Don't-Miss Graphics & design software Stories
The latest version of Rogue Amoeba's music utility lets you stream audio from an iOS device to your Mac. You can also send audio from iTunes to other Macs.
A plug-in for the Vim command-line text editor lets you control iTunes from the comfort of your keyboard.
In January 2009, Apple announced that all songs on the iTunes Store would soon be sold without the DRM restrictions that had been part of the company's music downloads since the store's inception in 2003. So Jonathan Seff was somewhat surprised to find two DRM-clad iTunes tracks on Spin's free "20 Years of Lollapalooza" compilation.
Red Giant Magic Bullet Suite 11 boosts color correction tools and adds cosmetic effects and format conversion, though no Final Cut Pro X support yet.
Final Cut Pro pro Gary Adcock joins host Chris Breen to discuss all that is and isn't Final Cut Pro X.
Apple published a lengthy document on its website, answering many common questions regarding Final Cut Pro X.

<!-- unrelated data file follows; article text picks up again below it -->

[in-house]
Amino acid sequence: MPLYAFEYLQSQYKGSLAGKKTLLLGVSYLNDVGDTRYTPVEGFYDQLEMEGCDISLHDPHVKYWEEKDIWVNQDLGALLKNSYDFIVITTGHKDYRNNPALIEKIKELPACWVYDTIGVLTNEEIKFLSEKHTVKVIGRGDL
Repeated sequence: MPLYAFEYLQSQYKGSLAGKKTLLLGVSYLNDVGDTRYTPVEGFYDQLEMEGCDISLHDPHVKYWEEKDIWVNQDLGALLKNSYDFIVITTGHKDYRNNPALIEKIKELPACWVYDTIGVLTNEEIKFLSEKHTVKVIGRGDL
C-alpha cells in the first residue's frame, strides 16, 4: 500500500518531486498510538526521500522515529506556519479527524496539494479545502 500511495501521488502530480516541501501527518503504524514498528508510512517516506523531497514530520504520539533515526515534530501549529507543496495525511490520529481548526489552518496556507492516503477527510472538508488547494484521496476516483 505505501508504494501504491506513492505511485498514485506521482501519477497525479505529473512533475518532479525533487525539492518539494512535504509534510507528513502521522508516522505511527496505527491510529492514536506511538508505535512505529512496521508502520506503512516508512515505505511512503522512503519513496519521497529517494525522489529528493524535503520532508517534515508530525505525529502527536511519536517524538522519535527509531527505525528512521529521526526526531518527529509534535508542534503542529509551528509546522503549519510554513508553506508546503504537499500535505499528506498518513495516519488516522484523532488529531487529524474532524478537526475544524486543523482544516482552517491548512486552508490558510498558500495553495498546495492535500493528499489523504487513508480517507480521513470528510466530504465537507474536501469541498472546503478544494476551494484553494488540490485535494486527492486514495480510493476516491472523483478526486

Apple may be paying back folks for Final Cut Pro X, Sprint is willing to go to any lengths to stop a devastating merger, and, most importantly, the Angry Robots movie continues to gain steam.
In case you missed a few, here are Macworld's biggest stories from the week gone by.
Apple's taking its intellectual property case to Samsung's front door, taking HP to the cleaners, and taking its licks from professional video editors and comedians alike.
On the same day it debuted Final Cut Pro X, Motion 5, and Compressor 4 to the public, Apple separately released free add-on downloads for those programs.
With the release of the hotly anticipated Final Cut Pro X video editing app, Apple has broken new ground in interface and infrastructure, redefining the whole concept of what it means to be a working professional video editor. Gary Adcock takes us through the major features of Apple's brand new non-linear video editor.
Apple launches Final Cut Pro X and companion apps Motion 5 and Compressor 4 on the App Store.
Hackers are aggressively exploiting a just-patched Flash vulnerability "on a fairly large scale," according to a Shadowserver Foundation researcher.